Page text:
Networking - CSC405 Introduction to Computer Security Fall...

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CSC405 Introduction to Computer Security Fall 2007 1 Networking What is a Network? A network is a group of connected computers that allow people to share information and equipment. Network Size A network can be any size. For example, connecting two home computers so they can share data creates a simple network. Companies can have networks consisting of a few dozen computers or hundreds of computers. The Internet is the world’s largest network, consisting of smaller networks, and connecting billions of computers all over the world. Types of Networks LAN – A local Area network (LAN) is the most common type of network found in businesses. Local area networks connect computers and devices to each other, such as in one building. MAN – A Metropolitan Area Network (MAN) is a collection of Local Area Networks. Metropolitan area networks connect computers located in the same geographic area, such as a city or town. For example, a college may use a MAN that connects the local area networks on each campus throughout a city. WAN – A Wide Area Network (WAN) connects local and metropolitan are networks together. The networks that make up a wide area network may be located throughout a country or even around the world. When a single company owns and controls a wide area network, the WAN is often referred to as an enterprise network. The Internet is the largest wide area network. Network Hardware Network hardware includes the physical devices used on a network. All networks require network hardware to function. Computers Resources Cables Connectors Network Interface Cards Network Software Network software consists of programs that manage the network, allow computer to communicate and share information on the network. Network Operating System Network driver Server software Application Software Management Software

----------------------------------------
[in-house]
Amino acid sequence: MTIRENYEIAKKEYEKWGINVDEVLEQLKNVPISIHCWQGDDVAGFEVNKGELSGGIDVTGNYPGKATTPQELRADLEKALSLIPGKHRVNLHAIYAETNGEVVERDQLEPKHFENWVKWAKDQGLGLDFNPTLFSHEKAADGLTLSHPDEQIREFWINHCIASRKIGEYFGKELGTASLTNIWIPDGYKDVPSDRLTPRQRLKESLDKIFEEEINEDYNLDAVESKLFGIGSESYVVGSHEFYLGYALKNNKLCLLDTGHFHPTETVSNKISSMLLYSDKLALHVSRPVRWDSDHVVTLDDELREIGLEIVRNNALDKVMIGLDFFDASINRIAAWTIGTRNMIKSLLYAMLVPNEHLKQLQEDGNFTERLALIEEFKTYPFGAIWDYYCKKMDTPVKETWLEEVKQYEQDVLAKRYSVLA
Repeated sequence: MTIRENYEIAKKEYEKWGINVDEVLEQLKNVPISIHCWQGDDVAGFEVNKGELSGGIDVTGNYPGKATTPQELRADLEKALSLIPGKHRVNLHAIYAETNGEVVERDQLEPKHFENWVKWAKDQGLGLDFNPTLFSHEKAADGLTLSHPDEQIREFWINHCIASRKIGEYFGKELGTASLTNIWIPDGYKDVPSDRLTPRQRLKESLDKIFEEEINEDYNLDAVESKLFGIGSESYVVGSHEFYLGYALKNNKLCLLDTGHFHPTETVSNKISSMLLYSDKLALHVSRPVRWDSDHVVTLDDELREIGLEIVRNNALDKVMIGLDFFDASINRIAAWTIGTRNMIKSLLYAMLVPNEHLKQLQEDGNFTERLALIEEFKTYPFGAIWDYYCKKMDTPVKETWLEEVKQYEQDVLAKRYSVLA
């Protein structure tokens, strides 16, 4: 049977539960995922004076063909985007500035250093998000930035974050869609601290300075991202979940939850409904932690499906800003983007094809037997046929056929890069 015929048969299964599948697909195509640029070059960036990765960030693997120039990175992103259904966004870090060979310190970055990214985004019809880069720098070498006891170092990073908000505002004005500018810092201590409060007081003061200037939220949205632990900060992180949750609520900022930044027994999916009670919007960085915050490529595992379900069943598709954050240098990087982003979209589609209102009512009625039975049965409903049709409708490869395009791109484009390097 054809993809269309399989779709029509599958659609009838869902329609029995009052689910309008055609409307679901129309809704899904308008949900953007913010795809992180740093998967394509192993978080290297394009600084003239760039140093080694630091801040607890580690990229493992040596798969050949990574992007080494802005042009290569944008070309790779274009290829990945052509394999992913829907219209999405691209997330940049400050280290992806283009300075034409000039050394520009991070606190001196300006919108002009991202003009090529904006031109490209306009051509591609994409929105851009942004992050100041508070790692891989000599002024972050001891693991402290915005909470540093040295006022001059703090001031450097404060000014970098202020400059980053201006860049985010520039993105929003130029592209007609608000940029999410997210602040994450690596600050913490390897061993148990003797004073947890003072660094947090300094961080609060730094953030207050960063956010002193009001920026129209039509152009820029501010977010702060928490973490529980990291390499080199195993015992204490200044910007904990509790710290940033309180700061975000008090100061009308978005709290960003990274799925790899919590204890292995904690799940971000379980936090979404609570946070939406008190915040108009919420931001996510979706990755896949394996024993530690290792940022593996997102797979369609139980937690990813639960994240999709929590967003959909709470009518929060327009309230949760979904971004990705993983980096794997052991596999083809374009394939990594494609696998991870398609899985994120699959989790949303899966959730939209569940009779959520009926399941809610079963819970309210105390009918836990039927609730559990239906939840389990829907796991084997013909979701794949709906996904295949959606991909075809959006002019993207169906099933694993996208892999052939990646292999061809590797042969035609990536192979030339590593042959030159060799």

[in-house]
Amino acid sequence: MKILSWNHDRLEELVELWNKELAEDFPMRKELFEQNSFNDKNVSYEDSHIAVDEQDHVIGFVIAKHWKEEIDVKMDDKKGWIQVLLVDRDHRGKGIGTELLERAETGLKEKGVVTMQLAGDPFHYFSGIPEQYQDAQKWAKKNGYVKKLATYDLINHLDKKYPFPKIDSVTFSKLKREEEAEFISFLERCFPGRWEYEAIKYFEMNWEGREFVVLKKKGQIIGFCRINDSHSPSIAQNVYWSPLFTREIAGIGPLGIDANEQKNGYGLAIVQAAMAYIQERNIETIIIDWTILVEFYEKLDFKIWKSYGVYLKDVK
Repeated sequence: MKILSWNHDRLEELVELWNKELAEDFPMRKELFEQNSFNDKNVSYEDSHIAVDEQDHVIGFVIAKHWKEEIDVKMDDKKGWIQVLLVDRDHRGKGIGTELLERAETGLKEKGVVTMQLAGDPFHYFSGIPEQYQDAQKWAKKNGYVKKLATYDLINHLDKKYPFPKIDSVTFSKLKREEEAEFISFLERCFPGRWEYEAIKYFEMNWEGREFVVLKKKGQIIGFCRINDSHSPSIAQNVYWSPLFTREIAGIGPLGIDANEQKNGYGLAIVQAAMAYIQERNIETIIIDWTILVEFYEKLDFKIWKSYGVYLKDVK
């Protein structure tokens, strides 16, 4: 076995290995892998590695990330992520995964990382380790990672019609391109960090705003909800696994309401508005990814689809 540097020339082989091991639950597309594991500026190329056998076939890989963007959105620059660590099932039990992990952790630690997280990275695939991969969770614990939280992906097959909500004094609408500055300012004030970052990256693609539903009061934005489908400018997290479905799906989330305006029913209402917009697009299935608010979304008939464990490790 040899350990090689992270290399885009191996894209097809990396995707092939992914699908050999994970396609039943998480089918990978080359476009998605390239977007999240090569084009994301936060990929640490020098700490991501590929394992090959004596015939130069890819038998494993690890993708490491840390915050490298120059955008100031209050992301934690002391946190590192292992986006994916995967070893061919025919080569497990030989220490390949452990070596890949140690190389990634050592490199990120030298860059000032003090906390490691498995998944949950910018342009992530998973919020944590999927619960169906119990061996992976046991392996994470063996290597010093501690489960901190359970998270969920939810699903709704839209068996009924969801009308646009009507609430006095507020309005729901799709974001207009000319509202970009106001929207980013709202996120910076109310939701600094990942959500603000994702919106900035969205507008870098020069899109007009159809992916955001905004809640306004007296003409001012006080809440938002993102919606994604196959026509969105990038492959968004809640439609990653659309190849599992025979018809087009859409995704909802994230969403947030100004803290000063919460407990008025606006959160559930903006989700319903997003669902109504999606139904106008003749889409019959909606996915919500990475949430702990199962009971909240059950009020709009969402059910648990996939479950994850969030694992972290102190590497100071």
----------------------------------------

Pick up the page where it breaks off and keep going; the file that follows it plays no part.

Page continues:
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Fall 2007 2 Client/Server Networks A client/server network consists of a central computer that servers information and resources to other computers, called client. Network Structure Network structure, also called network topology , specifies how a network is designed or laid out. A network structure has both a physical level and a logical level . Common Network topologies: Ring, Mesh, Star, Fully Connected, Line, Tree, Bus Networking Hardware continued Servers Storage Devices Printers Network Interface cards Hubs Switches Repeaters Bridges Routers Gateways Modems Transmission Media Transmission media are the physical pathways that connect computers and devices on a network. Cable (coaxial cable, UTP, STP)
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This note was uploaded on 10/13/2008 for the course CSC 405 taught by Professor Carter during the Spring '08 term at N.C. State.

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Networking - CSC405 Introduction to Computer Security Fall...

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